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The Labor Management Reporting and Disclosure Act (LMRDA) regulates the rights union members have against their unions. LMRDA actually has a bill of rights within it. One of the most litigated rights is the union members’ right to free speech. Here are some of the highlights.
Section 101(a)(2) of LMRDA provides for union members’ right to free speech and assembly. The free speech rights of union members under LMRDA are even more powerful than our free speech rights under the first amendment of the U.S. Constitution. For example, a union accountant publicly claimed that other union officers were embezzling union funds. The accountant was wrong and found guilty of libel by both a tribunal of union members and a federal district court. Libel is generally an exception to constitutional free speech rights. We do not have the right to libel one another.
However, the Second Circuit found that under Title 1 of LMRDA, the union member had a right to accuse another of financial wrongdoing even if the accusation is libelous. In another case, the Second Court approved a union member urging others to not pay union taxes on the good faith belief that the taxes were illegal.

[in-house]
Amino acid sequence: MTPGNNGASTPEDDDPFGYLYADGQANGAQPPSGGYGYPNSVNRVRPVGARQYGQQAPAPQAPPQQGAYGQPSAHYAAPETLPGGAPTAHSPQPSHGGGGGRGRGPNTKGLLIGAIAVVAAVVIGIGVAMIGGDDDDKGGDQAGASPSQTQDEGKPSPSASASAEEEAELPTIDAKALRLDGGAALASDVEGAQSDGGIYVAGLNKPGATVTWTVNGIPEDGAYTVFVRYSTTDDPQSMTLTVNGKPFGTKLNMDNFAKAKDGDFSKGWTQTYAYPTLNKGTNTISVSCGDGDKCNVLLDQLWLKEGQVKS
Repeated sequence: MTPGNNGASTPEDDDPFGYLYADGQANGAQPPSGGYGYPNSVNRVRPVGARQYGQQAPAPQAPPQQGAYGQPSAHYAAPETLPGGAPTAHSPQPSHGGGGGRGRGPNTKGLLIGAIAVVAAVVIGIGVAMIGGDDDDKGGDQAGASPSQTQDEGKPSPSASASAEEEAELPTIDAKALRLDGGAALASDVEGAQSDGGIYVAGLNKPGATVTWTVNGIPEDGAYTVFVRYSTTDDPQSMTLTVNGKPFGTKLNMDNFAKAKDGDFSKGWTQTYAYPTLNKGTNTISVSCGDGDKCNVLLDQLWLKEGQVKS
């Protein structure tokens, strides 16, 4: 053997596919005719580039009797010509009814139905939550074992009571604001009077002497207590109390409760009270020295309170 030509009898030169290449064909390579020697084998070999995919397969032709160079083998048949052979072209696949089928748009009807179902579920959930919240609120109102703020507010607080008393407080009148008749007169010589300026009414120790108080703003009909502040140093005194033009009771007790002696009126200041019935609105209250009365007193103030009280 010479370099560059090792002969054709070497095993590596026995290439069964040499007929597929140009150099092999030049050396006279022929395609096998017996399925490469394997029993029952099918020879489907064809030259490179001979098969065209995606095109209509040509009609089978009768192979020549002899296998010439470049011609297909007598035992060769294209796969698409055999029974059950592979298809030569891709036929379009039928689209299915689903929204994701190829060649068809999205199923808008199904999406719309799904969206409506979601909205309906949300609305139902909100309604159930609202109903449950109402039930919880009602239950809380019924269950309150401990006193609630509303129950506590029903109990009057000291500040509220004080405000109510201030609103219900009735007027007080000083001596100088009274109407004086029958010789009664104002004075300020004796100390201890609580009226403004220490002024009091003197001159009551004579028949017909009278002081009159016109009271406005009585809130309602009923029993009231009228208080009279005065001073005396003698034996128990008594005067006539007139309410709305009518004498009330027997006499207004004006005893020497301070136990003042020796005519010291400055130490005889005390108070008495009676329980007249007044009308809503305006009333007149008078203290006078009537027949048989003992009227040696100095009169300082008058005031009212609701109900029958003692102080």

However, this case is problematic. The same section that gives free speech rights also requires union members to refrain from interfering with the union’s obligations and gives the union the right to regulate member activity towards that purpose. Urging members to abstain from paying taxes seems to be a violation of that proviso. Secondly, the union has the right to discipline its members for failing to pay the union taxes so the result is that a member has a right to urge an act that would result in his followers being disciplined lawfully.
In a case before the Fifth Circuit, the federal court said that a union member’s rights to free speech should be balanced against his or her responsibility to refrain from interfering with the union’s obligations. In this case, a union member joined a second union and began to fight for his new union to be the bargaining representative at an employment location where the member did not work. His first union did not like the competition. They were already the bargaining representative at that location. They fined the union member. The Court did not remove the fine, but also did not decry the member’s actions, implying that the union could basically handle the challenge.
In a Supreme Court case, a union had passed a rule prohibiting candidates for union office from receiving campaign donations from non-members. The candidates argued that this violated their free speech rights under LMRDA but the Supreme Court said that the union’s right to conduct its business without outside interference trumped the candidate’s right to receive political donations. According to the Court, the rule was “rationally related to the union’s legitimate interest in reducing outsider interference with union affairs.”